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Johann Christian BACH (1735-1782)
Op. 6: No. 1 in G [7:55]; No. 2 in D [7:58]; No. 3 in E flat [6:49]; No. 4 in B flat [6:02]; No. 5 in Eb [7:44]; No. 6 in G minor [9:59]
Op. 9: No. 1 in B flat [9:07]; No. 2 in Eb [12:04]; No. 3 in B flat [4:29]
Op. 18: No. 1 in E flat [11:17]; No. 2 in Bb [8:40]; No. 3 in D [11:49]; No. 4 in D [10:01]; No. 5 in E [15:14]; No. 6 in D [8:40]
Overture in D La Calamità [4:38]
Netherlands Chamber Orchestra/David Zinman
rec. 1974-1976
NEWTON CLASSICS 8802065 [74:44 + 70:55]

Experience Classicsonline

Many people’s reaction to the name J.C. Bach is, or at least used to be, one of “charming, but little more”. I wonder whether this reaction would have been the same if it were not for the implied comparison with the music of his father. If instead the comparison were to be with his contemporaries, even with the young Mozart or the Haydn of this period, I suspect that the verdict would have been much more favourable. The works on this disc are certainly full of charm, but there is also a solid musical imagination behind them, as well as the compositional technique you would expect from a member of this distinguished family. They may not reach the heights of Mozart or Haydn’s final works in this genre but they do have a character of their own which makes them in every way comparable in stature with the earlier works of those composers.
These two well filled discs give the whole of three published sets of Symphonies. Not the whole of his Symphonies - that would need at least twice as many discs - but more than enough to show the scale and variety of his achievement. Only one is in a minor key throughout - Op. 6 No. 6 in G minor. It was published in 1770, three years before Mozart’s Symphony K183 and just after Haydn’s Symphony No 39, both in the same key. It has some similarities with the restless energy of those works, especially in its last movement, but its main glory is the slow movement, an Andante più tosto adagio for strings alone. This has a character that goes far beyond charm but is quite different to the comparable movements in Mozart’s or Haydn’s works. Listening to these Symphonies in succession - as I would hope normally only a reviewer might do, it quickly becomes apparent that even given such technical hurdles as a predominance of major keys, in particular of D and B flat major, and of three movement structures, the composer manages to produce a wide variety of character for both individual movements and for entire works. This is especially a feature of the Op. 18 set, three of which are written for double orchestra. Two groups of string players are supplemented by oboes and horns and by flutes respectively, giving additional opportunities for changes of texture of which the composer takes great advantage. These are an especial delight, with the slow movements as usual being especially characterful.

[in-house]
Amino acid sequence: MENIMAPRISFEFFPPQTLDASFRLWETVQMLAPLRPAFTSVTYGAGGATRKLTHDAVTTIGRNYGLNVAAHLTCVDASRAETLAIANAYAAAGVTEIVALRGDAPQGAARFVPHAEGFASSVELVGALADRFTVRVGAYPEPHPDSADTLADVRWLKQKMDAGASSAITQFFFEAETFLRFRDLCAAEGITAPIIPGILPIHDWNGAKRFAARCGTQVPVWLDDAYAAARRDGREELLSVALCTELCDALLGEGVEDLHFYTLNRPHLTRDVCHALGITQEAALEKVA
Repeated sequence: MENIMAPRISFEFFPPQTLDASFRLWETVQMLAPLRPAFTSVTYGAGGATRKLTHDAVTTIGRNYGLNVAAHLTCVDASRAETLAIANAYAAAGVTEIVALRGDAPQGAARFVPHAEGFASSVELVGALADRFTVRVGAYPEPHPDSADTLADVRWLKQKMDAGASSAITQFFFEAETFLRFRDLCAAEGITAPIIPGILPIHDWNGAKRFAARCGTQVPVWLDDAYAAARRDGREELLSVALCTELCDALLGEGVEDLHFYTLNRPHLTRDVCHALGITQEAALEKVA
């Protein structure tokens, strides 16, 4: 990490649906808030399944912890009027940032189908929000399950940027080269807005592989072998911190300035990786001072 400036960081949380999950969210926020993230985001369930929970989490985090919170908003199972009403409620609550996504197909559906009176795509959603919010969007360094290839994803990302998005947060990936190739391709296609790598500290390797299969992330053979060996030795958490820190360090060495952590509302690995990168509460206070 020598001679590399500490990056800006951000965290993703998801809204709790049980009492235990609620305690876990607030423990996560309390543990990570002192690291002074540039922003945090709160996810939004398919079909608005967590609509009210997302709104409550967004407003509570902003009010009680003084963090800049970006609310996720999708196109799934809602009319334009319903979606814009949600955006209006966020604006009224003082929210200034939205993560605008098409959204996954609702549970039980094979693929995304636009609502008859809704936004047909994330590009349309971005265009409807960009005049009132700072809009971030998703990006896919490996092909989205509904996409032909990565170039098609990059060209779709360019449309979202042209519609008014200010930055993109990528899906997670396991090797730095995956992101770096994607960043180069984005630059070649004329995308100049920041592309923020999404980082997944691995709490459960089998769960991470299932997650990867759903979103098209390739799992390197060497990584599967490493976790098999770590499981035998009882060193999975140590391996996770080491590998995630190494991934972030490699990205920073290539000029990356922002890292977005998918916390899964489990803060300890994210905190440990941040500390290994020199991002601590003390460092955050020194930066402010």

The performances and recordings on these discs are obviously of their period, but unless you insist on period instruments in the most up to date recordings you are unlikely to be disappointed with the results. They are fully comparable with recordings of similar works at that period by, say, the English Chamber Orchestra or the Academy of St Martin-in-the-Fields, and Zinman keeps a good balance between grace and forcefulness. For listeners wanting a good sample of J.C. Bach’s style these discs would make a good choice. David Threasher in his helpful notes reminds us that Mozart wrote to his father in 1782 “I suppose you have heard that the English Bach is dead? What a loss to the musical world!”. These discs make it clear how right Mozart was in that judgement. There is much enjoyment to be had here; charm certainly, but much more than that.
John Sheppard

























































































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